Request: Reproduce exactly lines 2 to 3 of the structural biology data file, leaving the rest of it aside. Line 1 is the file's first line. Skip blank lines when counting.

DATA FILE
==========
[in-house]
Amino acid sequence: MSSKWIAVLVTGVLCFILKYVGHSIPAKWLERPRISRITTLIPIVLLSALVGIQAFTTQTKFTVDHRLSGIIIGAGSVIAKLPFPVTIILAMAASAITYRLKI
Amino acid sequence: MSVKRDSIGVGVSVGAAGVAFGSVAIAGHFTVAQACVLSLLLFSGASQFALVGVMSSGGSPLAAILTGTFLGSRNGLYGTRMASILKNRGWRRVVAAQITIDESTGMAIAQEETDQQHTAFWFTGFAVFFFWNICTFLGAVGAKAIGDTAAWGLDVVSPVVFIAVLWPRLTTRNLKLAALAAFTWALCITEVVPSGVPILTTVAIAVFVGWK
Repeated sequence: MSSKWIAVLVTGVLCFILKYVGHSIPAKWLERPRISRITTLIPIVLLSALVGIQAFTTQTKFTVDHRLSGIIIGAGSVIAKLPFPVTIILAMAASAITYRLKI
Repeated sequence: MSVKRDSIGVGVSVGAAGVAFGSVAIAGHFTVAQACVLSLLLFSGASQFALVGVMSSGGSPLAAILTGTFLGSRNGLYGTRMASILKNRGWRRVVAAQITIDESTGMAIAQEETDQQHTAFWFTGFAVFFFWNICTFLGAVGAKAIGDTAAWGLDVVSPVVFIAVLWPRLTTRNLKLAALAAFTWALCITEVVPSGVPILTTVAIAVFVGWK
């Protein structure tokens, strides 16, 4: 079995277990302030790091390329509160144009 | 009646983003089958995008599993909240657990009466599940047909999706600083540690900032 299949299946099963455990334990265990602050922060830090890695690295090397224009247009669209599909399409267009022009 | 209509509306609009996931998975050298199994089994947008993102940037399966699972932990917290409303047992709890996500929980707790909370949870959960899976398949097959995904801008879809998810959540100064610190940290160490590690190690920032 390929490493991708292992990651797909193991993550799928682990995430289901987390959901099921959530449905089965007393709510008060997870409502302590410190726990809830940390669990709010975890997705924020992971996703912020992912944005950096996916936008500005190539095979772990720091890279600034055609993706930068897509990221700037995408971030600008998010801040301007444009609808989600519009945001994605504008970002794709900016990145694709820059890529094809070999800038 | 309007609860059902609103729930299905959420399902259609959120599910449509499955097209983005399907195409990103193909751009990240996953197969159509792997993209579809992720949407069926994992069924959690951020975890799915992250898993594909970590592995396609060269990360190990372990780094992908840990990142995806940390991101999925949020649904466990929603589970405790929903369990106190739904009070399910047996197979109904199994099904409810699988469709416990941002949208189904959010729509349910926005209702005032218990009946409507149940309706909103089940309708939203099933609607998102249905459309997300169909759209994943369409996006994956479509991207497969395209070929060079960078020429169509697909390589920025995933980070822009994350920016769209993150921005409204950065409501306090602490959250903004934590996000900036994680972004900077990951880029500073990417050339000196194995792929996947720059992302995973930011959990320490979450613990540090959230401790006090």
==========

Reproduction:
Amino acid sequence: MSSKWIAVLVTGVLCFILKYVGHSIPAKWLERPRISRITTLIPIVLLSALVGIQAFTTQTKFTVDHRLSGIIIGAGSVIAKLPFPVTIILAMAASAITYRLKI
Amino acid sequence: MSVKRDSIGVGVSVGAAGVAFGSVAIAGHFTVAQACVLSLLLFSGASQFALVGVMSSGGSPLAAILTGTFLGSRNGLYGTRMASILKNRGWRRVVAAQITIDESTGMAIAQEETDQQHTAFWFTGFAVFFFWNICTFLGAVGAKAIGDTAAWGLDVVSPVVFIAVLWPRLTTRNLKLAALAAFTWALCITEVVPSGVPILTTVAIAVFVGWK